Preparing the nation for drones carrying cargo and people
In support of the Ohio Department of Transportation, the College of Engineering will play a key role in NASA’s recently announced Advanced Air Mobility National Campaign. The effort includes five government entities collaborating to determine how cargo-carrying drone and passenger-carrying air taxi services can be integrated into civic transportation plans.
The State of Ohio’s project will incorporate multiple use cases for personal travel and delivery of goods. Its winning proposal outlines test applications in health care delivery, air taxi or air metro, and regional air cargo transport. Led by the Ohio Unmanned Aircraft Systems (UAS) Center, the team is comprised of aircraft manufacturers, operators, and airspace service providers and suppliers, regional and city planning organizations, health care networks, and other academic institutions.
The regional campaign activities will take place through summer of 2022, each including a series of at least four workshops where experts from the localities and NASA’s Advanced Air Mobility (AAM) mission will work on updating local plans and creating new plans that might be needed to enable AAM.
“What’s the best way for a local government to implement an AAM system that is equitable, sustainable, and integrated with its other transportation systems? Answering that is a big part of what this is all about,” said Nancy Mendonca, NASA’s deputy AAM mission integration manager.
Ohio State’s involvement is spearheaded by the College of Engineering’s Aerospace Research Center (ARC), located adjacent to the university’s airport in northwest Columbus. ARC faculty and staff specialize in the design and deployment of advanced autonomous systems, including complex unmanned traffic management (UTM) systems key to enabling the AAM concepts sought by NASA. Since 2018, Department of Mechanical and Aerospace Engineering Chair and Professor Jim Gregory and ARC Research Scientist Matt McCrink have studied the use of drones to monitor traffic and roadway conditions from the air along the U.S. 33 Smart Mobility Corridor in central Ohio. Funded by the Ohio Department of Transportation, the project includes a system of sensors and communication equipment enabling unmanned traffic management.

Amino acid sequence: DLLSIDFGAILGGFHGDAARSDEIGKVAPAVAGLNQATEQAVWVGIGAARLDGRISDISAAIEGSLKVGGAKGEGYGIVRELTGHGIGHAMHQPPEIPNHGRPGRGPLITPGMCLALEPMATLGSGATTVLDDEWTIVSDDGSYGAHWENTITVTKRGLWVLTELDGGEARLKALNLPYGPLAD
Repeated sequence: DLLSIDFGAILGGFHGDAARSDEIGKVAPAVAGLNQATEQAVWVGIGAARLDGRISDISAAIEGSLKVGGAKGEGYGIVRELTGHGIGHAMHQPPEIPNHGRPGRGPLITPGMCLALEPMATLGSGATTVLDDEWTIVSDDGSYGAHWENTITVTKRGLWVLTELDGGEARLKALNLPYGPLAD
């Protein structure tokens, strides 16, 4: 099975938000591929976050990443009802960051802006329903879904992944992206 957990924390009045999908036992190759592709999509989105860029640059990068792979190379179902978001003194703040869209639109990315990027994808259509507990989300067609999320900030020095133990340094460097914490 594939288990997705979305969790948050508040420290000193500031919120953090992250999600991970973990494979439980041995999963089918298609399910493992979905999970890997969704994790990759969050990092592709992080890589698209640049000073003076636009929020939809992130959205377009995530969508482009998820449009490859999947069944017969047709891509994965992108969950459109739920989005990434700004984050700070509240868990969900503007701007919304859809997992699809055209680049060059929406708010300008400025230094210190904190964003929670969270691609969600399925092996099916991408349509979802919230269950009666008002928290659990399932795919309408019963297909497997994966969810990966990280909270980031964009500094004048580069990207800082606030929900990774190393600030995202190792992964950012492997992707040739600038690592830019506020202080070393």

“The team and technologies we've developed in support of this work will allow us to pursue more complex operations with more capable vehicles to expand access to, and the availability of AAM,” said McCrink. “However, much work is still required to ensure that this new technology is safe and can reliably meet the needs of consumers and communities.”
Home to more than 550 aerospace companies and three of the nation’s premier aerospace centers— NASA Glenn Research Center, NASA Neil A. Armstrong Test Facility and Air Force Research Laboratory at Wright Patterson Air Force Base—Ohio is the nation’s largest aerospace industry supplier, with a workforce of more than 38,000 in the aviation and aerospace industry.
“In Ohio, we have a longstanding history with advancing aerospace technology, and we continue to pursue new opportunities to support the development of cutting-edge technology,” Ohio Gov. Mike DeWine said. “We are eager to join with NASA in a new, broad coalition of institutions across the state who are investing in the advancement of this transformative aerospace technology.”
Article originally published by the College of Engineering at engineering.osu.edu